The John DeLorean estate is in a clash once again with the unaffiliated DeLorean Motor Company (DMC), this time over royalty payments that Universal Pictures (Universal) allegedly directed to DMC instead of to the estate for the right to use the iconic Back to the Future DeLorean DMC-12 on merchandise and advertising material. The suit, filed by DeLorean’s widow, revisits a settlement agreement reached in 2015 between the estate and DMC that divvied up intellectual property rights between the two parties. In the 2015 agreement, DMC received the rights to the DeLorean Motor Company’s name, trademarks, and logo. The estate received the rights to John DeLorean’s name and personal depictions. The 2015 agreement with DMC did not mention the prior royalty deal that John DeLorean entered into with Universal in 1989, which channeled to John DeLorean 5% net receipts from any merchandise and commercial tie-ins that featured the DeLorean time machine.
According to the estate’s complaint, DMC allegedly violated the 2015 agreement by representing itself to Universal as the owner of the DeLorean name. In February, the estate apparently sent a letter to Universal inquiring into lapsed royalty payments and learned that DMC had allegedly informed the studio that it was the new, rightful recipient of royalties pursuant to the 2015 agreement. According to the estate’s complaint, Universal already made a “substantial payment” to DMC for many years of previously unpaid royalties. On April 23, 2018, the estate filed suit, seeking a declaratory judgment that John DeLorean’s contractual rights, including his rights under the 1989 royalty deal with Universal, passed to his estate after his death in 2005 and did not transfer to DMC. The estate also demands the money that DMC allegedly collected from Universal. Three days prior to filing the lawsuit, DMC threatened to file a tortious interference action against the estate unless it dropped its request for payment from Universal. A settlement conference was scheduled for July 10, 2018.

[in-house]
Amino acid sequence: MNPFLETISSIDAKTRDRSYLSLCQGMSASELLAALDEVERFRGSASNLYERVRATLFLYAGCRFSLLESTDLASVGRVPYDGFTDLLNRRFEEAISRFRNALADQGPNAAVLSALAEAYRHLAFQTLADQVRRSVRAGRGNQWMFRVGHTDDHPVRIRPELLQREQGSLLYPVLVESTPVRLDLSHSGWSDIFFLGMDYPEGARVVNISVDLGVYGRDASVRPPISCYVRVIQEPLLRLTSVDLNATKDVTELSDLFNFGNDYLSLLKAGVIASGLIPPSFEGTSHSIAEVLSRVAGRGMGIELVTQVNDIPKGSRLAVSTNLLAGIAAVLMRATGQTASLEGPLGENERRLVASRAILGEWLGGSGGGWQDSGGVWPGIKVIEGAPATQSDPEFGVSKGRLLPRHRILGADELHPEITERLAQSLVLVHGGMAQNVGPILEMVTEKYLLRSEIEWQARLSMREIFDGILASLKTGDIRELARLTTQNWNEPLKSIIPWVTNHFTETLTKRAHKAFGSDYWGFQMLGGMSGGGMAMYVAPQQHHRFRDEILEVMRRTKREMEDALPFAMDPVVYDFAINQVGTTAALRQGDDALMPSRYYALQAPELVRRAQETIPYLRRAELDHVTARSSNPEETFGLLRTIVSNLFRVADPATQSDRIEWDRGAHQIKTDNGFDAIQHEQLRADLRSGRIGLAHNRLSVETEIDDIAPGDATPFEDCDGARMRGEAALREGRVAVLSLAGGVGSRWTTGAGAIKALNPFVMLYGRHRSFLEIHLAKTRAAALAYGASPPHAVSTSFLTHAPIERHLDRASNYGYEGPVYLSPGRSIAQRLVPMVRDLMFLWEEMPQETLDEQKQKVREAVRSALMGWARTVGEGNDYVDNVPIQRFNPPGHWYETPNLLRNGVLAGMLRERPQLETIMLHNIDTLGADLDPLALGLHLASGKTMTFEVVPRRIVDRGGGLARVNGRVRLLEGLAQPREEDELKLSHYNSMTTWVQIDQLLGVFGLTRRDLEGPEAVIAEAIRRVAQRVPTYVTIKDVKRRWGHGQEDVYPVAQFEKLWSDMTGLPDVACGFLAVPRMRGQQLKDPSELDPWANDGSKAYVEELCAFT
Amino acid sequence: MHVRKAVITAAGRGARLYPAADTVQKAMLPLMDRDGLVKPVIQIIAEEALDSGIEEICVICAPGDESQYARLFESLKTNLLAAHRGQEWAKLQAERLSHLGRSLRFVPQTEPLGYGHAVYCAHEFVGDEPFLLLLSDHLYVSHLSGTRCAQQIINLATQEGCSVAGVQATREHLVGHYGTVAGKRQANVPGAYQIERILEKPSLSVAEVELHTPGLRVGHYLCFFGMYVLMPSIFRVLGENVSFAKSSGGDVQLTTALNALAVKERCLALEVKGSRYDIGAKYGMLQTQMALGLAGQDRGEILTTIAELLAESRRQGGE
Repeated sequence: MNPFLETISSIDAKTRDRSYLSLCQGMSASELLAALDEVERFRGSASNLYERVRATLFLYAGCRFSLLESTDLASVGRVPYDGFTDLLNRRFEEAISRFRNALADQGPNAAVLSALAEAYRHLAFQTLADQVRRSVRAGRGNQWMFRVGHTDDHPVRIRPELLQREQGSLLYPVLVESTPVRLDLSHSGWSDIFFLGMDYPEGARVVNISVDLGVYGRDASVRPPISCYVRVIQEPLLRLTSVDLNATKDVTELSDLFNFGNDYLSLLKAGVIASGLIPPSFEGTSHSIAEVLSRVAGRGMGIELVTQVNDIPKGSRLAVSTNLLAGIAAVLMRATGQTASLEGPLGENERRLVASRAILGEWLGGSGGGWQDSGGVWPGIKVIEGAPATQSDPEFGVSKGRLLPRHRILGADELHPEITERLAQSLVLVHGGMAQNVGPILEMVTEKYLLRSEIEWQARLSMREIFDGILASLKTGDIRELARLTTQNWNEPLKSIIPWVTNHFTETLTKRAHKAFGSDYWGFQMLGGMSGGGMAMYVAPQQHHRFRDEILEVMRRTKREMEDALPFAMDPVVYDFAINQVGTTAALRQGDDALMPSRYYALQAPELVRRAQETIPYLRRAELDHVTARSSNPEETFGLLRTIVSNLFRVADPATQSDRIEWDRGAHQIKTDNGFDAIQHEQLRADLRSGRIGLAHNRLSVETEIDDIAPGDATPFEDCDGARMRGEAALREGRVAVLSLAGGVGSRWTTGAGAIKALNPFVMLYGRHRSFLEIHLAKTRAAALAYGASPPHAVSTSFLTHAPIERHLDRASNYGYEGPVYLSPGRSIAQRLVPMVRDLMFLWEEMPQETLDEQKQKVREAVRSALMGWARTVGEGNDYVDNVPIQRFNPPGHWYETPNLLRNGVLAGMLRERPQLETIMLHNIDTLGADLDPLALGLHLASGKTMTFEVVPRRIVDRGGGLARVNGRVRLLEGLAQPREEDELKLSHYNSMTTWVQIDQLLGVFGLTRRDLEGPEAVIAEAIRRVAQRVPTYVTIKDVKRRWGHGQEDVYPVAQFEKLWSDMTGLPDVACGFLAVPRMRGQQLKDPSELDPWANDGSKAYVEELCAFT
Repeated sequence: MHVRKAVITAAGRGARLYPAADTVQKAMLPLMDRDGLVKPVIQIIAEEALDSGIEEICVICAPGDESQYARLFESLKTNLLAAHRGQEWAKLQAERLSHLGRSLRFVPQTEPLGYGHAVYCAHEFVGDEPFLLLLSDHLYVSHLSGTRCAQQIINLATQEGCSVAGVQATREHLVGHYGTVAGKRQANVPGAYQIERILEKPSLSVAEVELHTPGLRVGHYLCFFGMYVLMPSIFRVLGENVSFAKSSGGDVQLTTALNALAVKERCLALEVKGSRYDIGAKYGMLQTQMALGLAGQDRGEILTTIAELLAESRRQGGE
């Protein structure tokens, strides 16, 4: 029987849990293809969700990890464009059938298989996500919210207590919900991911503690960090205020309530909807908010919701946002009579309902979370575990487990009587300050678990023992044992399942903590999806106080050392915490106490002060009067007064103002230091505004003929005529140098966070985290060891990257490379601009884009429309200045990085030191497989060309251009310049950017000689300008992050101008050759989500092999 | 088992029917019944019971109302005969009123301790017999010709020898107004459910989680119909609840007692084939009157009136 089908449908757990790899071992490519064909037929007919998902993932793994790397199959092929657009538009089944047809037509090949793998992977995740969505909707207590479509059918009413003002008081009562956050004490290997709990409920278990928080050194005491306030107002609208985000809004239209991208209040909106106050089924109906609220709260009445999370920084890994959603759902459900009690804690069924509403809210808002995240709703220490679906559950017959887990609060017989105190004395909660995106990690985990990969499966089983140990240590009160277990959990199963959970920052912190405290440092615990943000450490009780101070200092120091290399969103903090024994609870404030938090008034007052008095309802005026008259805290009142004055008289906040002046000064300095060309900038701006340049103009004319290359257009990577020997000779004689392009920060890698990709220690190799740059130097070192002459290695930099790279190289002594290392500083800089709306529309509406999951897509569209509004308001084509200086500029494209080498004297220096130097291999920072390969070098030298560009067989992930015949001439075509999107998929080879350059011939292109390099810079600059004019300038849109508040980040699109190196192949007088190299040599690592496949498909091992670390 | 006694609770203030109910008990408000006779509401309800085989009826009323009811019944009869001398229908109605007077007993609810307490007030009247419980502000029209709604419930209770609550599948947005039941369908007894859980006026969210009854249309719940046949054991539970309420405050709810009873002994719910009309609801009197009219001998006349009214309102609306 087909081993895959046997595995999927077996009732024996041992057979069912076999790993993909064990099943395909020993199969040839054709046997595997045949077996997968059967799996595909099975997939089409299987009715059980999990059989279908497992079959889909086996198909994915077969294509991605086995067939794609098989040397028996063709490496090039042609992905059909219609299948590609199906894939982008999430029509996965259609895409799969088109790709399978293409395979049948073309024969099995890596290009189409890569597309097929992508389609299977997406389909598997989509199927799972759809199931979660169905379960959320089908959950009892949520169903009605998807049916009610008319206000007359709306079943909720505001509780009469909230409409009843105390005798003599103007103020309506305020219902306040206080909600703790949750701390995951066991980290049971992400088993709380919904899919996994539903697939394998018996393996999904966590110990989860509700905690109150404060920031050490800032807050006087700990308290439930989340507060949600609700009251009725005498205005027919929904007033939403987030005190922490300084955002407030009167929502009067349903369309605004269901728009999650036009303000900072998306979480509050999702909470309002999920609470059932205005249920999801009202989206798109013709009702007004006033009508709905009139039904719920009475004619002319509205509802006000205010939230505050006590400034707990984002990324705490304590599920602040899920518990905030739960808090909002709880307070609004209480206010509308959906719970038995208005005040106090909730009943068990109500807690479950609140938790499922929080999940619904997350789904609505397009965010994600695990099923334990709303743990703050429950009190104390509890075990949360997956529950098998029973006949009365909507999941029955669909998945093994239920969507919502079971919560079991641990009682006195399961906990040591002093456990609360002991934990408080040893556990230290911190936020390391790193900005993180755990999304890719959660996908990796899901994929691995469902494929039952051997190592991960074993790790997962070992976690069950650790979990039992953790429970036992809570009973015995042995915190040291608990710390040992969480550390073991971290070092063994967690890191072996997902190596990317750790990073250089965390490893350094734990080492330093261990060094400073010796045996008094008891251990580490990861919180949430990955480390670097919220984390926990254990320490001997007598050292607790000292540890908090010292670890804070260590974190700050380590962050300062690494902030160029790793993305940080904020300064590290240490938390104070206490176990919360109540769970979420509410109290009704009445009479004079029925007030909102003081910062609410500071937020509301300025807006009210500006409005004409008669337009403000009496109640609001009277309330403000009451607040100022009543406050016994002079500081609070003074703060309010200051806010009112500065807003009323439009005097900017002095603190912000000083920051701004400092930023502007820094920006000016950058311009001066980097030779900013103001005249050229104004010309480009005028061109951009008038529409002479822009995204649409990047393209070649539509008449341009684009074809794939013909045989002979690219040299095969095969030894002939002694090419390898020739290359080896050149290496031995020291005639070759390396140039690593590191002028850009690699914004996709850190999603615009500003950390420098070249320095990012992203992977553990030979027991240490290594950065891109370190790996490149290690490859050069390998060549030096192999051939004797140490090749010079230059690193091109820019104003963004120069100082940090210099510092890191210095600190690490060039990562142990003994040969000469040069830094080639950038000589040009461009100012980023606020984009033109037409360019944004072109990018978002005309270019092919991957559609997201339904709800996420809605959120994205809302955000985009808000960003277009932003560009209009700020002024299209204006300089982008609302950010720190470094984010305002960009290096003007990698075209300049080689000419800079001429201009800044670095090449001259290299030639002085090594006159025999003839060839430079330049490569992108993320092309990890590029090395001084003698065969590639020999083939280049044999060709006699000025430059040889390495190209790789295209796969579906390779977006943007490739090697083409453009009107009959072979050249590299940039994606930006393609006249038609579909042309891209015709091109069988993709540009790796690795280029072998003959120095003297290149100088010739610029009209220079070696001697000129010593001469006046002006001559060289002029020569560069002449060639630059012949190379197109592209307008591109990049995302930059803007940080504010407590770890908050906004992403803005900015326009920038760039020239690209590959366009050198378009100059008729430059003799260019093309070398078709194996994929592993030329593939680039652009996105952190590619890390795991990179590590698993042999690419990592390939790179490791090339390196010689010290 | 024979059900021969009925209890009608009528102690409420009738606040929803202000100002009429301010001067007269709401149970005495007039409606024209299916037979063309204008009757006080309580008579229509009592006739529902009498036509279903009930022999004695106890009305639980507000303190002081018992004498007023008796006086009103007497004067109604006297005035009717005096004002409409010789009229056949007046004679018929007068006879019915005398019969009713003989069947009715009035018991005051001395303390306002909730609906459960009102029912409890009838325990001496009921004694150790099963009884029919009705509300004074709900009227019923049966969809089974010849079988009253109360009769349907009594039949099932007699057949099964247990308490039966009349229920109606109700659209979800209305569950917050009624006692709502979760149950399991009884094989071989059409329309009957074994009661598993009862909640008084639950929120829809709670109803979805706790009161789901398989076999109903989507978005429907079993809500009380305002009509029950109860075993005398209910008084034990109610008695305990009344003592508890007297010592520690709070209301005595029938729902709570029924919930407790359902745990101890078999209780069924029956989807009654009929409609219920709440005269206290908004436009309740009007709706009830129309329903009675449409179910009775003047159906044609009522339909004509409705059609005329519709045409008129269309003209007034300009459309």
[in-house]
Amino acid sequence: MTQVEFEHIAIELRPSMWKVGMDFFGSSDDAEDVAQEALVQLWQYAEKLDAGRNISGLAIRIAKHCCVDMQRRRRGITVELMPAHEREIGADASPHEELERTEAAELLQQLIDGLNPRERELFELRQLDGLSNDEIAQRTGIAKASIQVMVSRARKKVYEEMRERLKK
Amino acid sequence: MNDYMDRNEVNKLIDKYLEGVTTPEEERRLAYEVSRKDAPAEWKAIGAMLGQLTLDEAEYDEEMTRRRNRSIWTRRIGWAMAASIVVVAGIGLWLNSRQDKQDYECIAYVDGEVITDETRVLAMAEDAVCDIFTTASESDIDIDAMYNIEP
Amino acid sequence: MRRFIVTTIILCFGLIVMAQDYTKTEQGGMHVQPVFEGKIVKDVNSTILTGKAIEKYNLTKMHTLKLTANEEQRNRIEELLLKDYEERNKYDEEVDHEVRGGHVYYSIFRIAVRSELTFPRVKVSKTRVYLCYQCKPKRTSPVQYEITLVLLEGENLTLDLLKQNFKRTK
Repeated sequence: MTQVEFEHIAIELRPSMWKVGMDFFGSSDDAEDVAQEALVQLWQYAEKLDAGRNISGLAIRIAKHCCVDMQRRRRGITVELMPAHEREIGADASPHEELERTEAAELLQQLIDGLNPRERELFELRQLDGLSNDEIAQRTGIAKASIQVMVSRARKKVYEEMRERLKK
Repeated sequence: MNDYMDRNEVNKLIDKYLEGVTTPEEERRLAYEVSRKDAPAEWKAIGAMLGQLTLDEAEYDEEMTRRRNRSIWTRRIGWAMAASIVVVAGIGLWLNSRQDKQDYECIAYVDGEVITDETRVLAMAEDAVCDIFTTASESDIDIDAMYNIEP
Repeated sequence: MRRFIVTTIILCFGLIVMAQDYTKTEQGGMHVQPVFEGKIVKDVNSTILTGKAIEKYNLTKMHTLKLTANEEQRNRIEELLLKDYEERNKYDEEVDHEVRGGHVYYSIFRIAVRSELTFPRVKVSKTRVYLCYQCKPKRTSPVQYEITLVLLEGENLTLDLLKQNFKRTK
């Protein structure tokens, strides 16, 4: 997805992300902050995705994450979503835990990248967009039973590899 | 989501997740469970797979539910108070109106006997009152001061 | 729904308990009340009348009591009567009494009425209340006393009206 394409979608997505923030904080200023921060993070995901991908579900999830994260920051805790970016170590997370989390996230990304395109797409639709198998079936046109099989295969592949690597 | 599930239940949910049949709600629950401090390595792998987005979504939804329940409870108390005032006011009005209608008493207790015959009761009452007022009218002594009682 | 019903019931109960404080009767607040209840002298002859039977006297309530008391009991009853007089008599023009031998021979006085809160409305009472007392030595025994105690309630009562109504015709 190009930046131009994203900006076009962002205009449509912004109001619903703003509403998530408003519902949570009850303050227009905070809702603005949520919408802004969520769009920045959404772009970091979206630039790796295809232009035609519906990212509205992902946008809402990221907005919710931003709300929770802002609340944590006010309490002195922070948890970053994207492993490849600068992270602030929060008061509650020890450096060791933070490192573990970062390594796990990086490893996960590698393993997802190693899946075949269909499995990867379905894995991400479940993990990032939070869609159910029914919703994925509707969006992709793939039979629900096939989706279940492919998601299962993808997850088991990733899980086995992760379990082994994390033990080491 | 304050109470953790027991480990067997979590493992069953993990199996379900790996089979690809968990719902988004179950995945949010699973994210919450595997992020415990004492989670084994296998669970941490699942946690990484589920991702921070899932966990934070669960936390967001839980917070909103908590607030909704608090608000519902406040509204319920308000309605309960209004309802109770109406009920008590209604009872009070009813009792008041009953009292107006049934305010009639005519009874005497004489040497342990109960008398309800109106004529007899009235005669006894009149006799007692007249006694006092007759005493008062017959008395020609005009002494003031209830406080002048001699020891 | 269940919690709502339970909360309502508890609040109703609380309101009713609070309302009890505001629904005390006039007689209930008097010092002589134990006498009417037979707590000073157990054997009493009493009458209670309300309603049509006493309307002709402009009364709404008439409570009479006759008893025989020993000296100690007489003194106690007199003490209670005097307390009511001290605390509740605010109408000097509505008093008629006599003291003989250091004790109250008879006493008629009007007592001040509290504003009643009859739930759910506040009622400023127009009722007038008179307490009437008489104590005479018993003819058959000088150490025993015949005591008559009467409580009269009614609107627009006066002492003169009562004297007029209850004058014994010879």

It is not clear why the 2015 agreement failed to mention the 1989 royalty deal that DeLorean struck with Universal. If the estate knew about the deal, there should have been negotiations or discussions as to whether the estate intended to transfer those rights to DMC under the 2015 agreement. The fact that the estate indicated in its pleadings that it did not have a copy of the contract with Universal, and therefore could not enforce it, suggests that the estate might not have been aware of the deal at the time at which it entered into that 2015 agreement with DMC. In considering the arguments, the court will likely review the language of the 2015 settlement agreement between the DeLorean estate and DMC and if there exists any ambiguity, may consider extrinsic evidence, including evidence as to the intention and understanding of the parties at the time at which they entered into the agreement. Regardless of the outcome, this case reminds us of the importance of good legal drafting and proper record keeping with an eye toward estate planning.